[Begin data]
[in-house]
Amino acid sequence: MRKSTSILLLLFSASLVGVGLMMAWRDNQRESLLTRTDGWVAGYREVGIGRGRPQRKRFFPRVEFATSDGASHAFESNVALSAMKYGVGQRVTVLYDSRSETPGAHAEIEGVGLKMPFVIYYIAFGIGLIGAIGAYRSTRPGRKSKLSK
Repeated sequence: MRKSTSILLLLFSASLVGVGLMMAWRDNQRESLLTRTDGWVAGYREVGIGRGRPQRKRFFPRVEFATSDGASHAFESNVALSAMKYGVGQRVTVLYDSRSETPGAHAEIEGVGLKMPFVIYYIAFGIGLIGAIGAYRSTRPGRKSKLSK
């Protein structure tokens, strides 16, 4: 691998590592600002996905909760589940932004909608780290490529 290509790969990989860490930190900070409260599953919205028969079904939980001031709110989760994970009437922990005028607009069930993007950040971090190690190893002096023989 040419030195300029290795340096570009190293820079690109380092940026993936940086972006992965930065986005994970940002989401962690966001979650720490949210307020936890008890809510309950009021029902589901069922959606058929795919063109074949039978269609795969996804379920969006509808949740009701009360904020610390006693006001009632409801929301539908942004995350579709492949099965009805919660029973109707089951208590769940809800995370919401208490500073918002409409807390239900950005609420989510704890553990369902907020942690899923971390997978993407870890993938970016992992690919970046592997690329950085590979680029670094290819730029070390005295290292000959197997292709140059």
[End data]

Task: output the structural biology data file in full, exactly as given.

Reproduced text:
[in-house]
Amino acid sequence: MRKSTSILLLLFSASLVGVGLMMAWRDNQRESLLTRTDGWVAGYREVGIGRGRPQRKRFFPRVEFATSDGASHAFESNVALSAMKYGVGQRVTVLYDSRSETPGAHAEIEGVGLKMPFVIYYIAFGIGLIGAIGAYRSTRPGRKSKLSK
Repeated sequence: MRKSTSILLLLFSASLVGVGLMMAWRDNQRESLLTRTDGWVAGYREVGIGRGRPQRKRFFPRVEFATSDGASHAFESNVALSAMKYGVGQRVTVLYDSRSETPGAHAEIEGVGLKMPFVIYYIAFGIGLIGAIGAYRSTRPGRKSKLSK
């Protein structure tokens, strides 16, 4: 691998590592600002996905909760589940932004909608780290490529 290509790969990989860490930190900070409260599953919205028969079904939980001031709110989760994970009437922990005028607009069930993007950040971090190690190893002096023989 040419030195300029290795340096570009190293820079690109380092940026993936940086972006992965930065986005994970940002989401962690966001979650720490949210307020936890008890809510309950009021029902589901069922959606058929795919063109074949039978269609795969996804379920969006509808949740009701009360904020610390006693006001009632409801929301539908942004995350579709492949099965009805919660029973109707089951208590769940809800995370919401208490500073918002409409807390239900950005609420989510704890553990369902907020942690899923971390997978993407870890993938970016992992690919970046592997690329950085590979680029670094290819730029070390005295290292000959197997292709140059």